The Reluctant Cannibals by Ian Flitcroft
|The Reluctant Cannibals by Ian Flitcroft|
|Category: General Fiction|
|Reviewer: Rebecca Foster|
|Summary: A jolly group of Oxford dons sets up a taboo-shattering secret dining society in the late 1960s. English eccentricity is at its finest in this surprisingly delightful debut.|
|Buy? Yes||Borrow? Yes|
|Pages: 381||Date: October 2013|
|Publisher: Legend Press|
|External links: Author's website|
Over a truffled turkey at their college Christmas dinner in 1964, a group of Oxford dons decide to join their love of fine food and drink with their mutual appreciation for nineteenth-century French philosopher of food Jean Anthelme Brillat-Savarin (author of the 1825 classic La Physiologie du Goût, or The Physiology of Taste) by forming a secret dining society. Together these fellows of St Jerome's College form the Shadow Faculty of Gastronomic Science, a group that will continue meeting to share new and daring culinary experiences until Oxford agrees to set up a proper gastronomic school of its own.
The merry fellows indulge in many a resplendent feast, always in search of fresh tastes at the dawn of molecular gastronomy: witchetty grubs, 'prairie oysters', sow's uterus, horse, beaver tail, and liquid nitrogen ice cream are just a few of the peculiar dishes that grace their table – always supplemented by a fleet of bottles from the haunted wine cellar below the college. As Juvenal said of the Romans, 'They ransack all the elements for new flavours'.
The trouble is that the members of the shadow faculty keep dying: one met with an unfortunate end during an experiment with a high-voltage Van de Graaff generator, another 'died a fine Proustian death by choking on a Madeleine several years previously'. Worst of all was the disastrous dinner of Trinity term 1969, attended by the Japanese cultural attaché. On the menu was an Oriental delicacy known as Fugu, a puffer fish carefully prepared to remove all traces of its toxic internal organs – except this time the chef missed a bit. The poison left the poor victim with 'mouth opening and closing in a silent and ironic parody of the creature he had just eaten'.
The shadow faculty, now known wryly as the 'declining dining society', have managed to escape this calamity without causing an international incident, but still they are not all safe. Dr Arthur Plantagenet, twenty-stone professor of ancient history, has been informed that his heart will not hold out much longer. Determined to put his death to the service of gastronomy, Plantagenet puts a startling stipulation in his will and begins 'curing' himself (and not in the healing sense) in advance with a combination of spirits, pipe smoke and spices.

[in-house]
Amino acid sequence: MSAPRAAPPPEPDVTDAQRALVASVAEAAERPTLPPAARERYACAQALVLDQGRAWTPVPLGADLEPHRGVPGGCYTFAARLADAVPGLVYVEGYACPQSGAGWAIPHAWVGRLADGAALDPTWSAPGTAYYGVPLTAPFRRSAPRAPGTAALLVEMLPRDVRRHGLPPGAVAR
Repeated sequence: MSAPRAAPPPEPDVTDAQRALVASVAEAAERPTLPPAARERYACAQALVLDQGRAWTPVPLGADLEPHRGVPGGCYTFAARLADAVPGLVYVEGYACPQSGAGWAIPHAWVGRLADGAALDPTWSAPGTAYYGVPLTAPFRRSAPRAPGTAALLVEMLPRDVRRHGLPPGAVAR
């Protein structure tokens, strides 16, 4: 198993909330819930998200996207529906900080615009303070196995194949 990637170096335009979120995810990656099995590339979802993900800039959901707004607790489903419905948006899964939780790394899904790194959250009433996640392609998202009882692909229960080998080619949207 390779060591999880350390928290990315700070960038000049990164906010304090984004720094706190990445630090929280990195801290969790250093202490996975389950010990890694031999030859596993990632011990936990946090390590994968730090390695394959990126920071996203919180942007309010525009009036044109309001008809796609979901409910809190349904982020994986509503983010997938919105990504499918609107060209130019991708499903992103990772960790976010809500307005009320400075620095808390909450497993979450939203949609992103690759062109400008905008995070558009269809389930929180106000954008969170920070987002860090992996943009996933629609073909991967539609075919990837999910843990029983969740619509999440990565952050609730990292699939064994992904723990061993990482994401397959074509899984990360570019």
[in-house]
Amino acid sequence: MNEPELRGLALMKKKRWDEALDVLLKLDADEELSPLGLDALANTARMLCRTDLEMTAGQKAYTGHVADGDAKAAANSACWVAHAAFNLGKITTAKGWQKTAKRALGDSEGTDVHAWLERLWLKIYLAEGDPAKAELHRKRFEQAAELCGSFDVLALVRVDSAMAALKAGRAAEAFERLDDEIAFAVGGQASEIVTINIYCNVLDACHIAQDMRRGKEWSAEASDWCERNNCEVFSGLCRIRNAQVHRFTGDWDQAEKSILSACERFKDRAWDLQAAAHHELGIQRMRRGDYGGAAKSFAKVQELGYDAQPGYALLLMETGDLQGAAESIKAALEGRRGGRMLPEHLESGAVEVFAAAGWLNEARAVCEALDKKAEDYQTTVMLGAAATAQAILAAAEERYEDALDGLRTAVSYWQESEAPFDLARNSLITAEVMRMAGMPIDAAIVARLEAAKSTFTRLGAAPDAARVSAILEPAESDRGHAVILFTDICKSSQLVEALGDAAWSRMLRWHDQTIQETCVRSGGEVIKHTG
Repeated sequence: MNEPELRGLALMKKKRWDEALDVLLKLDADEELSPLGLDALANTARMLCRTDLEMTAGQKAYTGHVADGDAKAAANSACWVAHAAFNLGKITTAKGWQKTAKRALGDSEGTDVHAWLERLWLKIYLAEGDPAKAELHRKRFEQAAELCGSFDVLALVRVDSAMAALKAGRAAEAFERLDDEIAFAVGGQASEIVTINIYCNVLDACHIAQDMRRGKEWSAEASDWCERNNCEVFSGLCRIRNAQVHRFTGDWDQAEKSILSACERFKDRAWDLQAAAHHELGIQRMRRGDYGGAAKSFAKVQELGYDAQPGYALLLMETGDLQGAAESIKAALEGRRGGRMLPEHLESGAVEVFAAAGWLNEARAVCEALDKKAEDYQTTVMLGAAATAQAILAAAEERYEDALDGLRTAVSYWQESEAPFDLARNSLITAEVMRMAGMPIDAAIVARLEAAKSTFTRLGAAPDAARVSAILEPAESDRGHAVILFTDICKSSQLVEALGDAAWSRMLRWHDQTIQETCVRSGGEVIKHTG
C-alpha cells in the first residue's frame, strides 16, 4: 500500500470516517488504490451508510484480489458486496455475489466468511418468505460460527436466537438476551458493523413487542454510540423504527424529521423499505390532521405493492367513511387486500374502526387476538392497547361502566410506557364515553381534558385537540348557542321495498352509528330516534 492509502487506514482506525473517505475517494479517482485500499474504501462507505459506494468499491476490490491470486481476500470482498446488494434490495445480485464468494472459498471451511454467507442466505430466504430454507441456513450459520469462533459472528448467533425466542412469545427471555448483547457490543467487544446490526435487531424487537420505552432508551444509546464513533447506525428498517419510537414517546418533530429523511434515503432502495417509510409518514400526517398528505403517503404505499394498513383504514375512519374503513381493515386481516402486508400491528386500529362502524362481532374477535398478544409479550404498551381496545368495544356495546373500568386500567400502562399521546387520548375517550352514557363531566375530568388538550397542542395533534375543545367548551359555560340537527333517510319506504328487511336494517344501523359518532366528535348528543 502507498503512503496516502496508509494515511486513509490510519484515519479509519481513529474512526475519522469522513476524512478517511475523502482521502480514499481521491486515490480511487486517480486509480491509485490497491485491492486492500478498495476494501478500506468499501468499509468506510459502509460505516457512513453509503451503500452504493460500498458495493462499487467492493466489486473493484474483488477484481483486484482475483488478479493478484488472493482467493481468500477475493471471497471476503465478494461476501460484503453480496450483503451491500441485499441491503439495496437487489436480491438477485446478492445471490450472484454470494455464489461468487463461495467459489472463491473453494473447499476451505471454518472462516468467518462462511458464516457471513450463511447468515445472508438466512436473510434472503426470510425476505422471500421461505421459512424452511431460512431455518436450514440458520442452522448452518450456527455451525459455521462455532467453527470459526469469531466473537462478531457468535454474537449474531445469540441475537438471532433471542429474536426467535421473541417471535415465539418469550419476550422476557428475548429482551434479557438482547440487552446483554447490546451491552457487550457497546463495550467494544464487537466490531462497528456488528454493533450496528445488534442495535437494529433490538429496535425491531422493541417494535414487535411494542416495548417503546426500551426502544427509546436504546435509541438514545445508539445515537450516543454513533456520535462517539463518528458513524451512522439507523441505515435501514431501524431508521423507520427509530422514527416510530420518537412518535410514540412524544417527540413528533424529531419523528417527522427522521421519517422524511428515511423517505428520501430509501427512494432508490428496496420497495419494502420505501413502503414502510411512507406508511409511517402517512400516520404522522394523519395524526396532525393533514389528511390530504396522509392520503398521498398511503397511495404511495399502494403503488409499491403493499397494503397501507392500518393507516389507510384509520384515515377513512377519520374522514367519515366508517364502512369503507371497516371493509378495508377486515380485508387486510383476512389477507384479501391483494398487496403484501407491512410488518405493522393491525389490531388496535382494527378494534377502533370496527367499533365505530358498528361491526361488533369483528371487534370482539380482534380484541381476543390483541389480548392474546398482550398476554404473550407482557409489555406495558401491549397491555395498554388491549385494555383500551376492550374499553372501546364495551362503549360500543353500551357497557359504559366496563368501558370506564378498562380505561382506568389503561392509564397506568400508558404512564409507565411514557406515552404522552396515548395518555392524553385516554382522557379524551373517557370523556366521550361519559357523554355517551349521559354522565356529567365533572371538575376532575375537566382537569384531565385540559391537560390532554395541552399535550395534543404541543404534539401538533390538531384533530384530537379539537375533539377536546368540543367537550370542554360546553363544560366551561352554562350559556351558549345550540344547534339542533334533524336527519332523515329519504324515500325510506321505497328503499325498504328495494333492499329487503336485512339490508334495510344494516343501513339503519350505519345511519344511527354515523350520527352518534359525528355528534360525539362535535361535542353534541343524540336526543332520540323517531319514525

Meanwhile, a couple of tenacious undergraduates find out about the Fugu incident from last term, and a mortuary worker with loose lips divulges the rather peculiar operation he was recently asked to perform on a body prior to cremation. With the police and university hierarchy bearing down on them, the fellows of the shadow faculty will not find it easy to adhere to the bizarre strictures of Arthur's will.
Flitcroft's novel is full of memorable characters, including protagonist Dr Augustus Bloom, a lecturer in physiology, Patrick Eccles, the hapless undergraduate who stumbles onto sordid St Jerome's mysteries, Charles Pinker, a chaplain who is trying desperately to stick to his convictions, Potts the sullen college porter, and 'Mary Frances', or the American chef M.F.K. Fisher, who makes a delightful cameo appearance at the final dinner. It is a great shame indeed that the late Richard Griffiths is not still here to portray Arthur Plantagenet on film.
The Reluctant Cannibals has a jolly collegiate atmosphere, filled with practical jokes and pranks, pub crawls and punting down the Cherwell. It reminded me of Jerome K. Jerome's Three Men in a Boat, Malcolm Bradbury's Eating People is Wrong, or perhaps Graham Swift's Booker Prize winner, Last Orders, in which a group of bibulous friends fulfil their fallen comrade's last wishes. Flitcroft himself studied medicine at Oxford, and so can affectionately evoke 1960s university life with trips to the Covered Market and strolls along Dodgson's Walk at Christ Church Meadow. He portrays the theatrical dining society meals with all the pomp and delight of Heston Blumenthal's television feasts, and manages his more preposterous plot elements with a light touch.
Cannibalism (or 'anthropophagy'¸ as Arthur prefers to call it) might seem a morbid subject for a novel, but in Flitcroft's entirely light-hearted treatment, the reader can only see the absurdity of the situation and celebrate British eccentricity at its finest. There is no Hannibal Lecter gruesomeness here, only good-humoured English fun.
It is easy to be prejudiced against both small independent publishers and debut novelists, but Legend Press and Ian Flitcroft confounded all my expectations with this thoroughly charming read. It is no surprise The Reluctant Cannibals is an Irish Writers' Centre Novel Fair Award winner and has also been shortlisted for the Amazon Breakthrough Novel Award. Many thanks to Legend Press for providing a review copy.
Further reading suggestion: For another terribly funny and terribly English read, pick up Expo 58 by Jonathan Coe. We have had great luck with books from Legend Press before; why not try one of their other offerings, such as A is for Angelica by Iain Broome or Nutmeg by Maria Goodin?
You can read more book reviews or buy The Reluctant Cannibals by Ian Flitcroft at Amazon.co.uk.
You can read more book reviews or buy The Reluctant Cannibals by Ian Flitcroft at Amazon.com.
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